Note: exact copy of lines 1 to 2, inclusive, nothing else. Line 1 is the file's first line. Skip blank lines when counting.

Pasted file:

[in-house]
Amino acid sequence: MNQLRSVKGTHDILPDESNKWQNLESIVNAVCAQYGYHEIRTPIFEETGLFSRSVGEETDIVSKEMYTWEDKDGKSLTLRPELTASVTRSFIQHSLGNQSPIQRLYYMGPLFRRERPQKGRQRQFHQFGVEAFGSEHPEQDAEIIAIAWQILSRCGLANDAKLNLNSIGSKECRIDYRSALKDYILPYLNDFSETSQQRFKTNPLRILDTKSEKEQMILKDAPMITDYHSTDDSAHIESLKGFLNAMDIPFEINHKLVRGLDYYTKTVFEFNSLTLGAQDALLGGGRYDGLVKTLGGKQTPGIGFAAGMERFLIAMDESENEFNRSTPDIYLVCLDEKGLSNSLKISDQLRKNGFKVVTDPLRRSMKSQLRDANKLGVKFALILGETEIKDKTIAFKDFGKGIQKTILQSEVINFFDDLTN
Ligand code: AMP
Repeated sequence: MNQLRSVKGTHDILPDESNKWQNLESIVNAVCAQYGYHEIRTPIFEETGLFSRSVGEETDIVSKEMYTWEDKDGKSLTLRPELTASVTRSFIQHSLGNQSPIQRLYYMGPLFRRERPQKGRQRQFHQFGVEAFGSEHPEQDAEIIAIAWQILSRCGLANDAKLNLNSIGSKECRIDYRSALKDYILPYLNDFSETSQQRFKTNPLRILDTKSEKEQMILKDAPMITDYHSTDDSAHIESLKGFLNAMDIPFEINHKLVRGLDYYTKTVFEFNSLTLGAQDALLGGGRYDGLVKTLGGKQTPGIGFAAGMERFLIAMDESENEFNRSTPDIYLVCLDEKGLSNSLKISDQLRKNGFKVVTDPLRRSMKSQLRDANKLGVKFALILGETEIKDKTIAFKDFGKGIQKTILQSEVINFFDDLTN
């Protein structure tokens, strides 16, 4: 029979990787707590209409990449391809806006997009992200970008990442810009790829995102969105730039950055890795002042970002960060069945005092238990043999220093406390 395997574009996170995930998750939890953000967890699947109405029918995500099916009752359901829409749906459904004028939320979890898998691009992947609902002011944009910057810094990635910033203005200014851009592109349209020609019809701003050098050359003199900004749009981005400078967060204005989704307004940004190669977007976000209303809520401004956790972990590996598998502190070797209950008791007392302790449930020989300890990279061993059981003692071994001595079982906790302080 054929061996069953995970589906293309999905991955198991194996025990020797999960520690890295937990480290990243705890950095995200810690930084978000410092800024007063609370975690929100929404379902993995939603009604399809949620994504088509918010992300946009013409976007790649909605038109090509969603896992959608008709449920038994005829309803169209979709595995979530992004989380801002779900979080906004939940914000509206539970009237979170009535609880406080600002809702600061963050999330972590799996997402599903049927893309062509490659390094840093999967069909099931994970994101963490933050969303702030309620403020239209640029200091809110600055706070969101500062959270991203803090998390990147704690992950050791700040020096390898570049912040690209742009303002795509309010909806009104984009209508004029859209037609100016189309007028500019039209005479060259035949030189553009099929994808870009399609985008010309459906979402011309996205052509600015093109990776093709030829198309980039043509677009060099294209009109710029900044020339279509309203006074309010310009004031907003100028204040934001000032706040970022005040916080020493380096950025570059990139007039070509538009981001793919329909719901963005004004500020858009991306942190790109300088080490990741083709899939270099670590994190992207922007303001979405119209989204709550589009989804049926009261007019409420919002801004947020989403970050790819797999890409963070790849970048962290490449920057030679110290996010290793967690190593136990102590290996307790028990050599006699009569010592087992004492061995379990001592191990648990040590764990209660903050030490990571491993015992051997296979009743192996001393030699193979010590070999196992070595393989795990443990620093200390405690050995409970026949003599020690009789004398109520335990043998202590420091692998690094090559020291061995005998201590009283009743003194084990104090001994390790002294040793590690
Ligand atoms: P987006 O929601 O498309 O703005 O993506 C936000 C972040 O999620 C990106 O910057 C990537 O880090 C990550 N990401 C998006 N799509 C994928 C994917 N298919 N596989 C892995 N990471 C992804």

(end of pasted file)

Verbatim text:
[in-house]
Amino acid sequence: MNQLRSVKGTHDILPDESNKWQNLESIVNAVCAQYGYHEIRTPIFEETGLFSRSVGEETDIVSKEMYTWEDKDGKSLTLRPELTASVTRSFIQHSLGNQSPIQRLYYMGPLFRRERPQKGRQRQFHQFGVEAFGSEHPEQDAEIIAIAWQILSRCGLANDAKLNLNSIGSKECRIDYRSALKDYILPYLNDFSETSQQRFKTNPLRILDTKSEKEQMILKDAPMITDYHSTDDSAHIESLKGFLNAMDIPFEINHKLVRGLDYYTKTVFEFNSLTLGAQDALLGGGRYDGLVKTLGGKQTPGIGFAAGMERFLIAMDESENEFNRSTPDIYLVCLDEKGLSNSLKISDQLRKNGFKVVTDPLRRSMKSQLRDANKLGVKFALILGETEIKDKTIAFKDFGKGIQKTILQSEVINFFDDLTN